While most homeowners would like to be more energy efficient and save money, often it feels overwhelming to know where to start.
How can the average family use less energy, lower its utility bill and still meet its daily energy needs? To help jumpstart your effort, it helps to know what the top energy users are in your home. That way, you can choose a path that works best for your family.
According to the U.S. Energy Information Agency, the top five energy users in U.S. homes are:
- Space heating
- Space cooling
- Water heating
Adjust the temperature
Together, home heating and cooling use the most energy and take the biggest bite out of your energy budget. On the bright side, there are ways you can save at least 10 percent by taking a few simple low-cost or no-cost steps.
- During cold weather, set your thermostat to 68 degrees Fahrenheit.
- During warm weather, the recommended indoor temperature is 78 degrees Fahrenheit.
- Cleaning the filters of your HVAC system can cut costs from five to 15 percent.
- Clean the coils around your electric baseboard heater to maintain maximum efficiency.
- Caulk and weather-strip around windows and doors to prevent heat from escaping to the outdoors.
Regardless of the climate or time of year, proper use of a programmable thermostat can reduce your utility bill by 10 percent.
Shine the light on savings
Take a fresh look at the lighting in your home. If you still use incandescent lighting, your lightbulbs are operating at only 25 percent energy efficiency. Replacing your home’s five most frequently used bulbs with ENERGY STAR-certified LEDs can save you $75 per year. Another easy way to save is to always turn lights off in rooms that are not being used.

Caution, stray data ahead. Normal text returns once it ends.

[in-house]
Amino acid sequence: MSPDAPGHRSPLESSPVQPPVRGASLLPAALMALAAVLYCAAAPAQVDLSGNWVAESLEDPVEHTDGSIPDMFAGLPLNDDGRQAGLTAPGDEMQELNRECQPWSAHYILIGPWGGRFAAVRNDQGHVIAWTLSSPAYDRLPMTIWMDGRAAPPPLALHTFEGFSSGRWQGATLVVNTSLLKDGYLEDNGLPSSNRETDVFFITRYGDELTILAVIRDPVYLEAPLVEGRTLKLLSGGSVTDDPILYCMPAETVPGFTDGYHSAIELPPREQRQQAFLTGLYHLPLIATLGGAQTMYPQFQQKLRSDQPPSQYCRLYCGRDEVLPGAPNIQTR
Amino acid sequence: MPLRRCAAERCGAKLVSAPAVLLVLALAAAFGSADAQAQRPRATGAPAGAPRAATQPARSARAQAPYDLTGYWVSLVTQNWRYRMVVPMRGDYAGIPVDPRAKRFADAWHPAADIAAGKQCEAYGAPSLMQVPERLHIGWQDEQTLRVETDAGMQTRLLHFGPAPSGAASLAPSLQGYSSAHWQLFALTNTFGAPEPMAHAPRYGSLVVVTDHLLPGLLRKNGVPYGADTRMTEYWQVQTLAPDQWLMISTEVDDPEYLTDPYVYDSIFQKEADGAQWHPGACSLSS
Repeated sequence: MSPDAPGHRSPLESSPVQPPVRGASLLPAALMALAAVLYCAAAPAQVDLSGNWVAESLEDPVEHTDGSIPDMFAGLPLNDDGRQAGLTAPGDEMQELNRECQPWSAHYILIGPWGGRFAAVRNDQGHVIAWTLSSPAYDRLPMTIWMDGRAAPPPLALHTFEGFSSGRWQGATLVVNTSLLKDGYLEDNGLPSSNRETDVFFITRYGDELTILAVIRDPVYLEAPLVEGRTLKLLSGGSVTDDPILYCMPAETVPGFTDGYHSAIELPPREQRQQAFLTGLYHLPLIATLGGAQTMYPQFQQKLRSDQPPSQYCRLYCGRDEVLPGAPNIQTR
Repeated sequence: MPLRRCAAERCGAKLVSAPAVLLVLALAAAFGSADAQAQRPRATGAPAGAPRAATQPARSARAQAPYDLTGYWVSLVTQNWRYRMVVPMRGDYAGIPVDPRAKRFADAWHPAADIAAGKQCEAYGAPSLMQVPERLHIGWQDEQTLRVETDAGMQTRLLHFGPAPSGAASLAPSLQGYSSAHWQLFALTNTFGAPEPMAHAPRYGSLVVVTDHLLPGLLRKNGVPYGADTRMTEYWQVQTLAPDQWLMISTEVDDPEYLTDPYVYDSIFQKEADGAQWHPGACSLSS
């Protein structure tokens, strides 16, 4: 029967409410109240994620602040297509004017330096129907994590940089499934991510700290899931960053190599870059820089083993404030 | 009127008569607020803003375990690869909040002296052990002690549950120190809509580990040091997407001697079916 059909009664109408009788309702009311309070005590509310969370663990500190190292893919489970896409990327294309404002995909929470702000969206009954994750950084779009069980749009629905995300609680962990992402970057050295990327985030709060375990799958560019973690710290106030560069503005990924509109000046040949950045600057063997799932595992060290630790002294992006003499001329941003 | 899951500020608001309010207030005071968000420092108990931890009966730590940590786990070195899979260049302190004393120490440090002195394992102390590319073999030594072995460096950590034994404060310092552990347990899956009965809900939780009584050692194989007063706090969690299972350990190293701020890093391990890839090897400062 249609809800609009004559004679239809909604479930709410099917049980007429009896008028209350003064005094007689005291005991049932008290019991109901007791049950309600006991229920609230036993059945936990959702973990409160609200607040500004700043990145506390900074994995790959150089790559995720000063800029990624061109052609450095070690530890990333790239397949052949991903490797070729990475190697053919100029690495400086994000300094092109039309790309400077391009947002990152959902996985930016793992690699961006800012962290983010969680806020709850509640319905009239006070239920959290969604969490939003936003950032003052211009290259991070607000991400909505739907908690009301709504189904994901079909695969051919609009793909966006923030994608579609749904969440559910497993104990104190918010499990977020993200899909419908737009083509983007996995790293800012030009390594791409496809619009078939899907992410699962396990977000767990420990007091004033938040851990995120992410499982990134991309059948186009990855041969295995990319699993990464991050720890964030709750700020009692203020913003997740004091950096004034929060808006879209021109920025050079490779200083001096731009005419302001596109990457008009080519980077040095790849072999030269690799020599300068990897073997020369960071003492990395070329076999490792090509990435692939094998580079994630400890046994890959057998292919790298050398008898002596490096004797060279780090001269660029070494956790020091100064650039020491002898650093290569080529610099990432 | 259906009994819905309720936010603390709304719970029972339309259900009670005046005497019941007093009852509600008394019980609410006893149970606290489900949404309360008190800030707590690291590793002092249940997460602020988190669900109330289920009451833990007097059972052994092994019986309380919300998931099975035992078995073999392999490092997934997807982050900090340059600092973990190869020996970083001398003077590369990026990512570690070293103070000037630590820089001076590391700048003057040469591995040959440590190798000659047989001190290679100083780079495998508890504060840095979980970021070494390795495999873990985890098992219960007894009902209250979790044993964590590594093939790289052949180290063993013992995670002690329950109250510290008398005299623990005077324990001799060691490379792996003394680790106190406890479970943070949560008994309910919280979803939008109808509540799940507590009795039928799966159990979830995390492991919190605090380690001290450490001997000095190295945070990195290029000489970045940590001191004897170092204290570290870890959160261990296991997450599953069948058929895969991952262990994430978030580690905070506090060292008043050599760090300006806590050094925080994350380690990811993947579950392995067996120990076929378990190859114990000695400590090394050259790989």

Water heating efficiency
Just as it is energy-wise to insulate your roof, wall or floor, it also pays to wrap your hot water heater with an insulating blanket. This is all the more critical if you have an older unit. Make sure to follow the manufacturer’s instructions.
Some newer water heater manuals recommend not using an insulating blanket. A good rule of thumb is to put your hand on the side of your water heater. If it feels warm, put a blanket on it. If it isn’t warm, no heat is escaping. For additional efficiency and savings, insulate exposed hot water lines and drain one to two gallons of water from the bottom of your tank annually to prevent sediment build-up.
Put cold hard cash back in your wallet
If your refrigerator was purchased before 2001, chances are it uses 40 percent more energy than a new ENERGY STAR model. If you are considering an appliance update, remember: a new Energy Star refrigerator uses at least 15 percent less energy than non-qualified models and 20 percent less energy than required by current federal standards.
Regardless of the age of your fridge, there are additional steps you can take to save energy and money. For example, don’t keep your refrigerator too cold. The Department of Energy recommends temperatures between 35 and 38 degrees Fahrenheit for the fresh food compartment and 0 degrees Fahrenheit for separate freezers (used for long-term storage).
By understanding how your home uses energy, you can determine the best ways to modify energy use and keep more money in your wallet. For more ways to save, give us a call at 574-223-3156.
Member Services Manager and
Energy Advisor at Fulton County REMC